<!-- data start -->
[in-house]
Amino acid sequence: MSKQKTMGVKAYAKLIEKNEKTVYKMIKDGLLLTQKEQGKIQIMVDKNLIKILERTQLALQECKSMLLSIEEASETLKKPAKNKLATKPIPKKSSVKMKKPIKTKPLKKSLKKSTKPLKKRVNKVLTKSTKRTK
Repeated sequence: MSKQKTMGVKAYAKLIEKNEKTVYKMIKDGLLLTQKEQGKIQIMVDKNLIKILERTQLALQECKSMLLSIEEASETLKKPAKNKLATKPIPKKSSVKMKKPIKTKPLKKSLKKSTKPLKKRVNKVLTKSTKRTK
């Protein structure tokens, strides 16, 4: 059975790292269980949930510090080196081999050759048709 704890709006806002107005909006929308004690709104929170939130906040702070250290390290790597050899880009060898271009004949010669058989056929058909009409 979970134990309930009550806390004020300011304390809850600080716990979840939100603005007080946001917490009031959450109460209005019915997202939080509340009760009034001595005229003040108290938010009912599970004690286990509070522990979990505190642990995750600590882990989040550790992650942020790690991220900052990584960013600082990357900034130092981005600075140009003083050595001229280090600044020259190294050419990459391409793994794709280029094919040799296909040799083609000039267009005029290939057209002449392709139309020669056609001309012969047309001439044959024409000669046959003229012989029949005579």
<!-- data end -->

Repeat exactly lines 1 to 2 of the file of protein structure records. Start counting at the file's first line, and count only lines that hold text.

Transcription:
[in-house]
Amino acid sequence: MSKQKTMGVKAYAKLIEKNEKTVYKMIKDGLLLTQKEQGKIQIMVDKNLIKILERTQLALQECKSMLLSIEEASETLKKPAKNKLATKPIPKKSSVKMKKPIKTKPLKKSLKKSTKPLKKRVNKVLTKSTKRTK